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Midlands Child Needs Rare Transplant for Shot at Life

Imagine being diagnosed at just 4 years old with a disease which is fatal if left untreated. Imagine then discovering you’re allergic to the only medicine which can keep you alive.

That’s been reality for as much of Emmy Reeves’ life as she can remember. The 12-year-old has type 1 diabetes, and suffers from a rare allergy to insulin. The drug still keeps her alive, but her reaction to it makes a normal life impossible. She takes antihistamines to prevent painful hives caused by the insulin allergy, but the antihistamines have led to dermatographism, a condition which leaves her skin incredibly sensitive.

“Even light touches hurt her,” her mother, Tiffanie Reeves, said. “She’s in pain. All the time. A hug puts her to a 5 [on a pain scale of 1 to 10], and that’s why she flinches from it.”

Emmy’s body completely rejects long-acting insulin, and her description of the feeling caused by the short-acting type is heartbreaking. “Well, it’s a deep burning…that turns into a fire that sort of spreads through my whole body.”

Tiffanie and Jack Reeves tried everything  to help their daughter, consulting doctors all over the country. Finally, in January, desperate for answers, Tiffanie shared their story on a website called Insulin Nation. Soon after, a call came from Dr. Raja Kandaswamy, a surgeon based in Minneapolis and one of the world’s leading experts in pancreas transplants. He told the Reeves he believed Emmy’s situation would only get worse, with her body eventually rejecting the insulin altogether, and he offered advice.

“He said if you’re waiting for her to stop tolerating insulin to do a transplant, she won’t get one in time,” Tiffanie recalled. She and Emmy were soon on the way to Minneapolis, where a team of doctors evaluated Emmy and unanimously agreed with Kandaswamy that a transplant was Emmy’s best chance. The decision was not made lightly. Pancreas transplants are very risky even in adults, and so risky for a child that they are very rarely even considered. The last one performed at the University of Minnesota Masonic Children’s Hospital was in 1998.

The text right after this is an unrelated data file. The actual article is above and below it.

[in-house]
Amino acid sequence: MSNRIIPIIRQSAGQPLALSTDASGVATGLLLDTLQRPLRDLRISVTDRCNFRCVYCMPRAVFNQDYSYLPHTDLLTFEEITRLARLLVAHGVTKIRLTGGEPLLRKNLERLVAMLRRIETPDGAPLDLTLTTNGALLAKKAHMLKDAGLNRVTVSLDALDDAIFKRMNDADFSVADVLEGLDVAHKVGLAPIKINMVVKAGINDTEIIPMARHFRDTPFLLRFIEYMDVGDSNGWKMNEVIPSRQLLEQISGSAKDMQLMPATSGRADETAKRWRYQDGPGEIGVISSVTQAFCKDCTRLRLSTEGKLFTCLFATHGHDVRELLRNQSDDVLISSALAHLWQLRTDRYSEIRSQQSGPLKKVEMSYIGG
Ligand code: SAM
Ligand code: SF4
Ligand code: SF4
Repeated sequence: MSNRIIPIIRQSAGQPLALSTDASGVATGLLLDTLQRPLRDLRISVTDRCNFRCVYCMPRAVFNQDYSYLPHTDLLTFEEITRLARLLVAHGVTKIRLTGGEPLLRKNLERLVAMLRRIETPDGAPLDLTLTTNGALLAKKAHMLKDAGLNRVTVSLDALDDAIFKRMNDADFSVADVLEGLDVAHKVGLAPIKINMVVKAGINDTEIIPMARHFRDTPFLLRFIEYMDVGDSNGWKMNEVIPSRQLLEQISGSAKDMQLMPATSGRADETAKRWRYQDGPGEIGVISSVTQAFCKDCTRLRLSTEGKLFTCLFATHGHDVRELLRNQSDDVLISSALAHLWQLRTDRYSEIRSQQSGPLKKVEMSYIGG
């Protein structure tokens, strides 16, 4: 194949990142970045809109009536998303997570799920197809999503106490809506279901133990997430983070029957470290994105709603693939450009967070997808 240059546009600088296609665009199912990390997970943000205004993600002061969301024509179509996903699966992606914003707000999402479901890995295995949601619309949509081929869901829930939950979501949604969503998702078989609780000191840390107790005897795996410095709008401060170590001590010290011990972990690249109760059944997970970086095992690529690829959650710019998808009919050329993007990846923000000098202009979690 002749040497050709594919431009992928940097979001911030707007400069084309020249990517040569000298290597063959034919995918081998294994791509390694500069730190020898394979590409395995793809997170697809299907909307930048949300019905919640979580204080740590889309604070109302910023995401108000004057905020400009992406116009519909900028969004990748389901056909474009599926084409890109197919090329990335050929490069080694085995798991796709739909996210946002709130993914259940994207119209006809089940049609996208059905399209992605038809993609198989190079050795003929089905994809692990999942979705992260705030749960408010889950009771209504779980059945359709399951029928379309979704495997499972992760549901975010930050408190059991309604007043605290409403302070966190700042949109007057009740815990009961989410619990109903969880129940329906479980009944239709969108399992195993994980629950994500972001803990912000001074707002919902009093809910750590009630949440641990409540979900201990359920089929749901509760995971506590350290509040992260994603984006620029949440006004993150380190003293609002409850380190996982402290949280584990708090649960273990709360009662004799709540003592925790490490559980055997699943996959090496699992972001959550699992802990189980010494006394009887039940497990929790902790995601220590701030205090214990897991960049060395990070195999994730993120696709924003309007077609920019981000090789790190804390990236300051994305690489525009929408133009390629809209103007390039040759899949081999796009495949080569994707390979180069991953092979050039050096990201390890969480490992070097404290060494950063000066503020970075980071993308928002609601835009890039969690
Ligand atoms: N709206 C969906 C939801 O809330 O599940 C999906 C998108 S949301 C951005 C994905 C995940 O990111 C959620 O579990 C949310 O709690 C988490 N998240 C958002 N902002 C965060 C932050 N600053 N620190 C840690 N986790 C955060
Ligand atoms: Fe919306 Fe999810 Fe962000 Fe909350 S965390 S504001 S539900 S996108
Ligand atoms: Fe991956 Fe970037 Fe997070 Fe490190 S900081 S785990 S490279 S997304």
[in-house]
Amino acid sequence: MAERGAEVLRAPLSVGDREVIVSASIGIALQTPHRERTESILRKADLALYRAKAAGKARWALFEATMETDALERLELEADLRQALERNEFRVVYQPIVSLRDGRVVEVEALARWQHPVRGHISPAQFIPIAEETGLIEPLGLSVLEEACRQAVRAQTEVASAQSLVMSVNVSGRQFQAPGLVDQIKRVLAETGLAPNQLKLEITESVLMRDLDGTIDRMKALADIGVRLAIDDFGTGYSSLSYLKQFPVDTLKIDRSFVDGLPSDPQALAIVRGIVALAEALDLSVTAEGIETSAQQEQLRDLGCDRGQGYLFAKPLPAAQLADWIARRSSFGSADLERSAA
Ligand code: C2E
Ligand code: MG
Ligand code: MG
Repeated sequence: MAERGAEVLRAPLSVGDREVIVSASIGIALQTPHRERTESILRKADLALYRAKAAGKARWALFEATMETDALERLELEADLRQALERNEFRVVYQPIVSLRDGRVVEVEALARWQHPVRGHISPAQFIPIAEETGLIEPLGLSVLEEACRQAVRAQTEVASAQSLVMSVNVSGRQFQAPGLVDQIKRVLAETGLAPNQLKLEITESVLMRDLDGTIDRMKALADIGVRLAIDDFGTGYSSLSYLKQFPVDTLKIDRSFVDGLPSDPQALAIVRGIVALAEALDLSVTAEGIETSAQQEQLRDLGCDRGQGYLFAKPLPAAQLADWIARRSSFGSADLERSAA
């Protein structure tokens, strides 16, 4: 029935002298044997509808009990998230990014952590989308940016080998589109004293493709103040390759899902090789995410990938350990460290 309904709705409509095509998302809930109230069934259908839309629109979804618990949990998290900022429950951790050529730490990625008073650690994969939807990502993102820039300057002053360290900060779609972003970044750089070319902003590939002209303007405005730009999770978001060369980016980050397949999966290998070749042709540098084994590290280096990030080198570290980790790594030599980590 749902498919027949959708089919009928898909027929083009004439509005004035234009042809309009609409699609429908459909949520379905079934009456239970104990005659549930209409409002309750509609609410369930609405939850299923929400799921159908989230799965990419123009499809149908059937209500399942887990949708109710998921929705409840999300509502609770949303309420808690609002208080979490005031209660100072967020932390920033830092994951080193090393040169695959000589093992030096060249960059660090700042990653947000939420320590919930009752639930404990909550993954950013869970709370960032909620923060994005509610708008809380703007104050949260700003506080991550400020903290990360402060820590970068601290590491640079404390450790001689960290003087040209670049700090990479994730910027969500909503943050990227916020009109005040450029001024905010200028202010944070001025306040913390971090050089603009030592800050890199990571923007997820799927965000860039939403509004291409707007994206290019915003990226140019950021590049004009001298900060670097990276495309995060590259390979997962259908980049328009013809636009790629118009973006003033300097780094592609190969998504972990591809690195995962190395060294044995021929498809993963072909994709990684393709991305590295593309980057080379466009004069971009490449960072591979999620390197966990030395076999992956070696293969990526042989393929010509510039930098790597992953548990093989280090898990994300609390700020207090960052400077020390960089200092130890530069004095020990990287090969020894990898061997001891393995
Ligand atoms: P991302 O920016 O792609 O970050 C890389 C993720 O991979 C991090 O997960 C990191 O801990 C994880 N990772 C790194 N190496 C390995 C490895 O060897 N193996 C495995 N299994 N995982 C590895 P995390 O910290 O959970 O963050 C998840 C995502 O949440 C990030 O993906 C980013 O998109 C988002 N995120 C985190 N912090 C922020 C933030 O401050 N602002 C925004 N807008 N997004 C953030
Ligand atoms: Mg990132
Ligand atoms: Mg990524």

“This is the only way we can go forward to try to give her a normal life and to make sure she can be there later in life,” Tiffanie said. A transplanted pancreas lasts an average of just eight years, but the Reeves hope a successful transplant can give Emmy those years, and that in that time a cure for type one can be found. “This is to get her so she’ll be here in eight years, because the way she’s going right now…” The mother’s voice trailed off, unable to put the rest into words.

Emmy will be on the active list for a donated pancreas beginning July 18. The good news for her is that because of her age and the rarity of juvenile transplants, doctors expect her chance to come before the end of the year. The bad news is the cost. The Reeves must be ready to rush Emmy to Minneapolis, needing to be there six hours after the call comes. They will have to stay in Minnesota for up to 120 days, and insurance comes nowhere near covering the full cost of the surgery.

“The estimate of what we need to come up with is $65,000 to $75,000 is what they told us,” Tiffanie said. The Reeves are getting help in raising the money from the Children’s Organ Transplant Association (COTA), but will need help from their community to save their daughter. Donations are tax deductible and those interested can give online.

For most children fighting a disease like type one diabetes, the dream is a cure. For Emmy, things are different. “Her wish in life is just to be a normal diabetic,” Tiffanie said. “That’s our goal, to give us that time so we can have other options for her, and so she can be a kid.”

 

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